Cummington
Dalton
Danvers
Deerfield
Dighton
Duxbury
Eastham
Easthampton
Egremont
Essex
Gardner
Grafton
Groton
Gt. Barrington
Halifax
Hamilton
Hanover
Hardwick
Harvard
Hinsdale
Hubbardston
Leverett
Leyden
Ludlow
Manchester
Marshfield
Medfield
Middleton
Monroe
Monson
Monterey
N. Brookfield
N. Reading
New Braintree
Newbury
Norwell
Norfolk
Otis
Oxford
Pembroke
Peru
Petersham
Phillipston
Plainfield
Plainville
Plympton
Princeton
Provincetown
Reading
Rowe
Rutland
Sandisfield
Savoy
Sheffield
Shelburne
Southampton
Swansea
Templeton
Tolland
Tyringham
Uxbridge
W. Boylston
W. Stockbridge
Wales
Warren
Washington
Westford
Westhampton
Westminster
Westport
Whately
Williamsburg
Williamstown
Winchester
Worthington
Jurisdictions for Which Disparity Could Not Be Measured (N=25)
AMTRAK
B&M Railroad
Bridgewater SC
Bunker Hill CC
CSX
Environmental PD
Fernald State School
MA Maritime Police
Massasoit CC
MBTA
Metro Police Lwr. Basin
Metro Police Marine
Mt Wachusett CC
Registry of MV
Somerville Housing Auth.
State Fire Marshal
Templeton Dev. Center
Tufts University
Univ Of Mass Amherst
Univ Of Mass Boston
Univ of Mass Datmouth
Univ of Mass Lowell
Univ of Mass Worcester
Westfield SC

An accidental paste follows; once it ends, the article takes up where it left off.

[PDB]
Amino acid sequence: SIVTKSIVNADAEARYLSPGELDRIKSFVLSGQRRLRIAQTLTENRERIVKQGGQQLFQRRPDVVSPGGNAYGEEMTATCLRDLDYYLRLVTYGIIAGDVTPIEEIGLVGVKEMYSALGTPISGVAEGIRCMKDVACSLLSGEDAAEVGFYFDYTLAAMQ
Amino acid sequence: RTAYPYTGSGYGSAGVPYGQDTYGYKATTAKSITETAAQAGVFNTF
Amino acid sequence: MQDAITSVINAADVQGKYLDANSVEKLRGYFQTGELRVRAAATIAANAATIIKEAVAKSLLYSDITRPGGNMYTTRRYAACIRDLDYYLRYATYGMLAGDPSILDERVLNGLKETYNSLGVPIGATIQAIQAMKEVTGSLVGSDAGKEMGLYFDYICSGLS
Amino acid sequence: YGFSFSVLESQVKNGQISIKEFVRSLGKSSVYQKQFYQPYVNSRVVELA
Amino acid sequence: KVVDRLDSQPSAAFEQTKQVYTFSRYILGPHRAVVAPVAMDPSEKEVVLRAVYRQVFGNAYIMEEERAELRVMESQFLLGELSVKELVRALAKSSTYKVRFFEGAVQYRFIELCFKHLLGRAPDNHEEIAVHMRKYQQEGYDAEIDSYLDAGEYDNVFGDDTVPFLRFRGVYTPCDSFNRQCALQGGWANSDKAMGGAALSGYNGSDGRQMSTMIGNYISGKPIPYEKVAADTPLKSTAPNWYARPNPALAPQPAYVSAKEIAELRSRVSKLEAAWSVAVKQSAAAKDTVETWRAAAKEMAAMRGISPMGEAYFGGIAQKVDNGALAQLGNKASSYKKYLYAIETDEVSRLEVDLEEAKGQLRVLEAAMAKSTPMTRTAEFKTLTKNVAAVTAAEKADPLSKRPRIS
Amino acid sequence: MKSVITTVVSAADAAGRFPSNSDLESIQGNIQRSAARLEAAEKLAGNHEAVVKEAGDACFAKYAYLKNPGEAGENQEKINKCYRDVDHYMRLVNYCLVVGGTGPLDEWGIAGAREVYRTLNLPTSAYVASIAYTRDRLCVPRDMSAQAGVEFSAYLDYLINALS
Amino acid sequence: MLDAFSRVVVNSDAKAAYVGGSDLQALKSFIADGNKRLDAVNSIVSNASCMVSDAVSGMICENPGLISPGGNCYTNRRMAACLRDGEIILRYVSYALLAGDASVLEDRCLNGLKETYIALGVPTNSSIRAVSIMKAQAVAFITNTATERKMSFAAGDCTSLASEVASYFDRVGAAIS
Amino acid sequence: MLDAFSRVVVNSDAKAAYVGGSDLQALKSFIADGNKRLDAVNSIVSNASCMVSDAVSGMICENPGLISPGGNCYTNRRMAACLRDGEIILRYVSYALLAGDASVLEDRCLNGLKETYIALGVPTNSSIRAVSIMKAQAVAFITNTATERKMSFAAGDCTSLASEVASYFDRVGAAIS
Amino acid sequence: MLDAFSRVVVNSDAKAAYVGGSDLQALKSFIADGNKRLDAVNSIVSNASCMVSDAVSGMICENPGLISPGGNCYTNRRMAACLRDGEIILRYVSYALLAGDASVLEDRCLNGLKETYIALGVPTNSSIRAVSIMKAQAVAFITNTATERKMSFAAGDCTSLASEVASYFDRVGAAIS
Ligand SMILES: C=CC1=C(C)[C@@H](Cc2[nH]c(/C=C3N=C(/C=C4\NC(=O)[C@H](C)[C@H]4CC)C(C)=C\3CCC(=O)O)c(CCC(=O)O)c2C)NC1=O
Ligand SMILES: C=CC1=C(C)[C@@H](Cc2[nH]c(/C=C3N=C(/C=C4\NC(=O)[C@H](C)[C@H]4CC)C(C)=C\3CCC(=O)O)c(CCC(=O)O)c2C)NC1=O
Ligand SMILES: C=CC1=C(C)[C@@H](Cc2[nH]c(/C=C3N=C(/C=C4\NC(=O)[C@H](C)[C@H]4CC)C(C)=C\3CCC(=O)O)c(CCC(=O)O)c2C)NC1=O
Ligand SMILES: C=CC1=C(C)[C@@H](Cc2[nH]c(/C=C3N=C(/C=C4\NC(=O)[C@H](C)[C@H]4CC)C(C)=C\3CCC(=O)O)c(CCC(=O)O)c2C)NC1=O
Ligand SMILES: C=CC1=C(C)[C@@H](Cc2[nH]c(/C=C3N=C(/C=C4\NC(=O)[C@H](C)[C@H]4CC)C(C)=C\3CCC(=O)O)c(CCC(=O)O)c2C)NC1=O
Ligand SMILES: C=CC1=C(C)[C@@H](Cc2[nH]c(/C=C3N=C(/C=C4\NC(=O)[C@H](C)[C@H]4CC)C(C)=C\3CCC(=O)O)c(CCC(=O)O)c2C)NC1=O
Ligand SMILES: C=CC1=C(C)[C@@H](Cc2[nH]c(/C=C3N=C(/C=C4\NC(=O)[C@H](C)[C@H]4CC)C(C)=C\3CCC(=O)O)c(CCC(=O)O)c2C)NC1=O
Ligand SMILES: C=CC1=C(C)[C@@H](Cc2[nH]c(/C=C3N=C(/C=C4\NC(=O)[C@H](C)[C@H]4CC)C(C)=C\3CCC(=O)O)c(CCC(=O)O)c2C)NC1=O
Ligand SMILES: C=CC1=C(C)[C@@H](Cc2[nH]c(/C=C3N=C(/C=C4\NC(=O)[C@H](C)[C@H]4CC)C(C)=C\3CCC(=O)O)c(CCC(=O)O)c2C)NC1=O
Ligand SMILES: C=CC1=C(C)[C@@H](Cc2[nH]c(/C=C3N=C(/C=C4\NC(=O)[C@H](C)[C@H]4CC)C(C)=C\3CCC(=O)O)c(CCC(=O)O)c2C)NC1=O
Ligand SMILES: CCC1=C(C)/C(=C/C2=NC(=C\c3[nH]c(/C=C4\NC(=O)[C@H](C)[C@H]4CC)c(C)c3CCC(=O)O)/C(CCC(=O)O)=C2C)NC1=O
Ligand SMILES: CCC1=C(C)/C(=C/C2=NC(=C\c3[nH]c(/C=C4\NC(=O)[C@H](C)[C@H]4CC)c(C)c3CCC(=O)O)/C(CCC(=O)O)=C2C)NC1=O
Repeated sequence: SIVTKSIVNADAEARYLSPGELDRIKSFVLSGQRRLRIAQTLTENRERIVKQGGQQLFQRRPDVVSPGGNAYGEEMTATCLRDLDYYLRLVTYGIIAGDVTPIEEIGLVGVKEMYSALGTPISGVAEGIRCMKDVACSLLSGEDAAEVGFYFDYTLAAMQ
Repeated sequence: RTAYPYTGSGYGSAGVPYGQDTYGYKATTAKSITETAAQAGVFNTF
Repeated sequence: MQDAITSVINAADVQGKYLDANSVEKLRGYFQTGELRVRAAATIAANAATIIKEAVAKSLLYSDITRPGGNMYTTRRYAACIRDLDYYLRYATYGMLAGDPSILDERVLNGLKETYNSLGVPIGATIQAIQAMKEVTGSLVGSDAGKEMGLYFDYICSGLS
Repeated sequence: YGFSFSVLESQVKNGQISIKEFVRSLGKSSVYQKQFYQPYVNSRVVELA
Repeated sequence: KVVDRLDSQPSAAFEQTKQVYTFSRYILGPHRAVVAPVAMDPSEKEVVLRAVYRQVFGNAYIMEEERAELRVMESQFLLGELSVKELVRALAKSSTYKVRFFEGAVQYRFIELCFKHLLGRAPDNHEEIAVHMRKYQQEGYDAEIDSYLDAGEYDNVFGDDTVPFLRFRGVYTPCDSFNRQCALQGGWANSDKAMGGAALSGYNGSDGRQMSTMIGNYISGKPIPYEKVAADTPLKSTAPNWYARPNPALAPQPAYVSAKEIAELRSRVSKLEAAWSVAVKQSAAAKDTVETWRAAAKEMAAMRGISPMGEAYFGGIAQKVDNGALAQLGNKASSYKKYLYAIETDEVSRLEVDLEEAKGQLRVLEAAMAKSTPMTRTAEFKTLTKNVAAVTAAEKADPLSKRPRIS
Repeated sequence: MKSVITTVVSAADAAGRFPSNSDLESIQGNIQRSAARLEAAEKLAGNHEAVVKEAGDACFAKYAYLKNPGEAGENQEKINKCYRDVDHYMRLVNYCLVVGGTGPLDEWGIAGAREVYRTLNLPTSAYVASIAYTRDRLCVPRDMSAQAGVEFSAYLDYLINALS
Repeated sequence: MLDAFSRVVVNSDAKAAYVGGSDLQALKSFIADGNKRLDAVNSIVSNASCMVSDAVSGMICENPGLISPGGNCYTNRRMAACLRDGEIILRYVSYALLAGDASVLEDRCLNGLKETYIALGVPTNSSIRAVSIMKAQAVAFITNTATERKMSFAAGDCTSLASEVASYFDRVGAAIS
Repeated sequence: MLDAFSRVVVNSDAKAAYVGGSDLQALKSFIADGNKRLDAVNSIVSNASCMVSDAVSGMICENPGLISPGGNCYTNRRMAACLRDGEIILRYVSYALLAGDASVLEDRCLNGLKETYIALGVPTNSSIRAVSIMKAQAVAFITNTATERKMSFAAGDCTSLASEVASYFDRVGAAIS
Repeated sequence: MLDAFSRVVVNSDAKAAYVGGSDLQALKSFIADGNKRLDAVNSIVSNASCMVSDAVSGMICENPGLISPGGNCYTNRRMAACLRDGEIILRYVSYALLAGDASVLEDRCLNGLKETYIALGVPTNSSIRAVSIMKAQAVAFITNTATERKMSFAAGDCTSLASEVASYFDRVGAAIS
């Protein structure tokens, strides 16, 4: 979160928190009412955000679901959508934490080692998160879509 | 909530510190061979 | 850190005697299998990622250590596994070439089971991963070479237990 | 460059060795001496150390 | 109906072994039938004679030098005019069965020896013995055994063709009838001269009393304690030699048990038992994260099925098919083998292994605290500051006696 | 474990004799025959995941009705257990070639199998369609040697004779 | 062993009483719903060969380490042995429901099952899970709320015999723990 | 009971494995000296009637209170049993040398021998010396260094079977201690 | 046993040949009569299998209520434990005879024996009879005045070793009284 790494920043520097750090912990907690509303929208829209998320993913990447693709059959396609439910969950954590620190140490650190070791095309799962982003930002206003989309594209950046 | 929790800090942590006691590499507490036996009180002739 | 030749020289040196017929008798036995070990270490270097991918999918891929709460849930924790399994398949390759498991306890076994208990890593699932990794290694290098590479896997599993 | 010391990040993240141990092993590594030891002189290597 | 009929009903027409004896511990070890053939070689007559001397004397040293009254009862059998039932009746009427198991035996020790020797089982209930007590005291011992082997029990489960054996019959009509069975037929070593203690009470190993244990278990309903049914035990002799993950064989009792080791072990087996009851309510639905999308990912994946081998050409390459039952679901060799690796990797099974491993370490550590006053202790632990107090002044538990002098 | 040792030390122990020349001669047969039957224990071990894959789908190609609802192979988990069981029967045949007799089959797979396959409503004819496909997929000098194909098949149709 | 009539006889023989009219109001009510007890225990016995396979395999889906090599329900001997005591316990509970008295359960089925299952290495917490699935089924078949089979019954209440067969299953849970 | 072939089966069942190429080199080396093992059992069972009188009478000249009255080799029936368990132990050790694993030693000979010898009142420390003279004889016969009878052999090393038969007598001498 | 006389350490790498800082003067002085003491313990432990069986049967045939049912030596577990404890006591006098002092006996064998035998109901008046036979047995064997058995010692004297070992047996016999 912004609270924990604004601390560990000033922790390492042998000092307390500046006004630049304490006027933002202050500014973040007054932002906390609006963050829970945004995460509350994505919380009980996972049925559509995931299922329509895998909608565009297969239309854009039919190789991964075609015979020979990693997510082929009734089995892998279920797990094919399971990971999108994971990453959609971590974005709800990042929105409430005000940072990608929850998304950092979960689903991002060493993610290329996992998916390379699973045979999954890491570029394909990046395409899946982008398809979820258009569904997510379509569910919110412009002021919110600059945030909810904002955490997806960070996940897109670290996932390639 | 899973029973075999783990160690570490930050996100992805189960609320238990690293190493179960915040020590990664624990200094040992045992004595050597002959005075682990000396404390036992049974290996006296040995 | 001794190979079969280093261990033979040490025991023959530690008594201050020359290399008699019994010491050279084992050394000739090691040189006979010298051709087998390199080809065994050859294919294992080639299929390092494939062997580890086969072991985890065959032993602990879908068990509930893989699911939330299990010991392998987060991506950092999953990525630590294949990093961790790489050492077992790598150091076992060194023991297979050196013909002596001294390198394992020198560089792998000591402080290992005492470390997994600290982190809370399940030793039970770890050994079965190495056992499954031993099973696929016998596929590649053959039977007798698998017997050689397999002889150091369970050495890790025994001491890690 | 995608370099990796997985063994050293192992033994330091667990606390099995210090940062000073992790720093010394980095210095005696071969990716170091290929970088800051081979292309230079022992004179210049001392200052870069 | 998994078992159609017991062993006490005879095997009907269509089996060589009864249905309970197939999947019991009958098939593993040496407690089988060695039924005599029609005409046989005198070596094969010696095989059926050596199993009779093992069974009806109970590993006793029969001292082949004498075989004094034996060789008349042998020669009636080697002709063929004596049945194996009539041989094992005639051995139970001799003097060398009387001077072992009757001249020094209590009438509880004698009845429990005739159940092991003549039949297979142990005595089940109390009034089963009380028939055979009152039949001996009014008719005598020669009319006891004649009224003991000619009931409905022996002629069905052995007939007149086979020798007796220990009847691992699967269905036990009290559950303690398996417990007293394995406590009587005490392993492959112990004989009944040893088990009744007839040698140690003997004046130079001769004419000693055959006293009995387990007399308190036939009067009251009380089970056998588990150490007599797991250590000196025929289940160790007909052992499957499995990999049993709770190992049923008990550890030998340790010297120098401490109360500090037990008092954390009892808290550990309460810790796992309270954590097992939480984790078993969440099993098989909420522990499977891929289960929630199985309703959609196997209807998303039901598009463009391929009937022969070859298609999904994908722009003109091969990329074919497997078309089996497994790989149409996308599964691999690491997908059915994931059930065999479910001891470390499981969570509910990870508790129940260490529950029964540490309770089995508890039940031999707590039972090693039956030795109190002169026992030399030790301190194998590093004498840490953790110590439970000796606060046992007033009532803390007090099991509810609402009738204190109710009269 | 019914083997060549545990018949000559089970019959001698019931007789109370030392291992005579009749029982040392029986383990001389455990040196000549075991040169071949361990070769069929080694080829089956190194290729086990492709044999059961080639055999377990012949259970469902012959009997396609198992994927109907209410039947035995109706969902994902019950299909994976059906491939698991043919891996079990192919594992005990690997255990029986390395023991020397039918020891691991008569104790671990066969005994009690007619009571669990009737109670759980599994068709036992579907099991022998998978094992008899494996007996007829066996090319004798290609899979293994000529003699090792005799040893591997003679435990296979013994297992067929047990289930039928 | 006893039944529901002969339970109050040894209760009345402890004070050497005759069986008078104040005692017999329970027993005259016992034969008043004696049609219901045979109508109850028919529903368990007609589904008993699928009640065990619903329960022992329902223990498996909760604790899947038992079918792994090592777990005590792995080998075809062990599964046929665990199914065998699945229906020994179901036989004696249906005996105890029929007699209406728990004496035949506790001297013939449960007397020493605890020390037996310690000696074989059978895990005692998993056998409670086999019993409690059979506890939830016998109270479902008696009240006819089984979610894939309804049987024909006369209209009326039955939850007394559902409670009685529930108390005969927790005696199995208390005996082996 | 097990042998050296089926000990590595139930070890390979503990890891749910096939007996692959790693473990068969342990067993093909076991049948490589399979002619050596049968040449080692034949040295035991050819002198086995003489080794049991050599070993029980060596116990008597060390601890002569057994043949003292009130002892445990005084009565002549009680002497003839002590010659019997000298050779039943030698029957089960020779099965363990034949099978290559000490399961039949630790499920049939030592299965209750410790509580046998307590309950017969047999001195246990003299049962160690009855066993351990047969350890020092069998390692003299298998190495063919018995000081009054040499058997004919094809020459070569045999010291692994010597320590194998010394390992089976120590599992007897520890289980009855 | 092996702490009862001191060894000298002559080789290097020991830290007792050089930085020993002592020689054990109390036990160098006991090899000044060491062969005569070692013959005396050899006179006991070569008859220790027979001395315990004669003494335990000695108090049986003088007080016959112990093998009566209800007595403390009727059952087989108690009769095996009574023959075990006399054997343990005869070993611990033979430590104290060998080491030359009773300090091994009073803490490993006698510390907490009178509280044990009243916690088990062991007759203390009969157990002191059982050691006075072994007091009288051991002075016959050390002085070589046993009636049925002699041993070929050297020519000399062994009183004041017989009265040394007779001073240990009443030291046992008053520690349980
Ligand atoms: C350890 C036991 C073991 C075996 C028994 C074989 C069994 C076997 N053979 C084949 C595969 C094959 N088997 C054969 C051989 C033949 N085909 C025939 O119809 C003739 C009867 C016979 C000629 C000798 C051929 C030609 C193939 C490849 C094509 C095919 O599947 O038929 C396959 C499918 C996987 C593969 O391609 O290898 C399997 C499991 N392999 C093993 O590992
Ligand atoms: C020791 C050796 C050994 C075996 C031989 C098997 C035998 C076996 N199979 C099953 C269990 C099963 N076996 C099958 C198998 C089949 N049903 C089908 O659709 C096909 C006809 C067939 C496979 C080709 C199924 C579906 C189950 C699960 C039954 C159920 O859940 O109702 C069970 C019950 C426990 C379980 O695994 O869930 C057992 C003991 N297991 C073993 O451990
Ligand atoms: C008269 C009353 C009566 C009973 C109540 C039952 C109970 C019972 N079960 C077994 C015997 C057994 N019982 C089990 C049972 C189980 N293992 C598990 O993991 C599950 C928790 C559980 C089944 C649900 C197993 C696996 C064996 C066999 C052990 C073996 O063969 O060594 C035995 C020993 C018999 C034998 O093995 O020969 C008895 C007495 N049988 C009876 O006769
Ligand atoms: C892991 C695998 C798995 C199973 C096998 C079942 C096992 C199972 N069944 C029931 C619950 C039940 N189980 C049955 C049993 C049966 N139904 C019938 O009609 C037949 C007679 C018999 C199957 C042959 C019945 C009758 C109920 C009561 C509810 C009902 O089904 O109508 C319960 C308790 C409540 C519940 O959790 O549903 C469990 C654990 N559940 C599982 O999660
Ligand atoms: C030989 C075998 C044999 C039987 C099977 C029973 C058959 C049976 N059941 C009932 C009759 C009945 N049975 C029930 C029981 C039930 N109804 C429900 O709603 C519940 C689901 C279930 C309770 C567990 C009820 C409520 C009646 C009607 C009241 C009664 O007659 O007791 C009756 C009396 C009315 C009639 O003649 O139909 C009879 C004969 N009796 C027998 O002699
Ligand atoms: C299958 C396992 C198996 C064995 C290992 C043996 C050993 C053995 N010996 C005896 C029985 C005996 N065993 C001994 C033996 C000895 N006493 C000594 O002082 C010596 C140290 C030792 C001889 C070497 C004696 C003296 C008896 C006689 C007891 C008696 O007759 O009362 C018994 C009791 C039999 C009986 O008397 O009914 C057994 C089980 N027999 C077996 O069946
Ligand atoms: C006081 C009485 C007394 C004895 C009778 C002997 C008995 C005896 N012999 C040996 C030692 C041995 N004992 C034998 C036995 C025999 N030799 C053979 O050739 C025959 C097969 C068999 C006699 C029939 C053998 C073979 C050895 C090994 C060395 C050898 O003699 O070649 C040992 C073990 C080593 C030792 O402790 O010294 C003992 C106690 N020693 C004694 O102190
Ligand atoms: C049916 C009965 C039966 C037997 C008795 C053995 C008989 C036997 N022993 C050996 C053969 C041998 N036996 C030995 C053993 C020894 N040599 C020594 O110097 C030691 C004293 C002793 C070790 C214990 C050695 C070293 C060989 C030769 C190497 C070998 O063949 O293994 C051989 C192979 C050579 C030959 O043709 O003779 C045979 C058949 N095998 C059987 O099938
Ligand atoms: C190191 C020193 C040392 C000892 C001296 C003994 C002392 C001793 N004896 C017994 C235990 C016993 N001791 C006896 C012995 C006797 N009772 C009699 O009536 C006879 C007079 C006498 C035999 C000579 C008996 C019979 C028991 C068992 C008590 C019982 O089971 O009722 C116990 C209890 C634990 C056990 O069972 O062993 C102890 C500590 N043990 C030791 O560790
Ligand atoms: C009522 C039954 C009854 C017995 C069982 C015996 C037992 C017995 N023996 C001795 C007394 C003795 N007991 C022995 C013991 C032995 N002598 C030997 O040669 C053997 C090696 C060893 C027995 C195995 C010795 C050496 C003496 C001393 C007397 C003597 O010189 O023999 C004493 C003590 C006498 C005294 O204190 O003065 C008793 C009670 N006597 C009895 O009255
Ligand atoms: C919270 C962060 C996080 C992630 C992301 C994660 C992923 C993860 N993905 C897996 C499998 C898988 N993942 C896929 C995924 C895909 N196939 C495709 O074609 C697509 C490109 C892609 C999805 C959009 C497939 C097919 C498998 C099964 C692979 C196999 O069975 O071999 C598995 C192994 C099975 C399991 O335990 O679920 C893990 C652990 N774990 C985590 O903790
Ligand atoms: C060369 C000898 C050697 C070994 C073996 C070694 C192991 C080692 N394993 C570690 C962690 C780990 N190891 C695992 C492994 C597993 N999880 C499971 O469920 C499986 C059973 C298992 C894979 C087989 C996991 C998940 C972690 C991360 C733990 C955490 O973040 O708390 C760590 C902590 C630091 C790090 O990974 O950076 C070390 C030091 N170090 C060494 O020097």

Worcester Co. Sheriff

Final Report Prepared by:
Dr. Amy Farrell, Associate Director, Institute on Race and Justice
Dean Jack McDevitt, Director, Institute on Race and Justice
Lisa Bailey, Assistant Director of Community Outreach, Institute on Race and Justice
Carsten Andresen, Research Associate, Center for Criminal Justice Policy Research
Erica Pierce, Research Associate, Center for Criminal Justice Policy Research
The Institute on Race and Justice at Northeastern University brings together academics from the College of Criminal Justice, School of Law, Department of Sociology and Anthropology, and African American Studies Program to examine questions on race and justice facing urban communities. Our primary goal is to conduct meaningful research in race and justice and provide leadership on issues of racial injustice. The mission of the Institute is founded on the premise that academic institutions can provide rigorous and objective analysis that can be used by members of the community and policy makers to make policy changes that advance the cause of social justice. This research model attempts to enhance scientific inquiries with the input and experiences of community stakeholders who struggle with issues of racial injustice. Combining traditional empirical questions with a community-based problem-solving model of research provides a national model for action-based research in the field of race and justice. For more information about the Institute or the findings in the Massachusetts Racial and Gender Profiling study please visit our website at www.irj.neu.edu.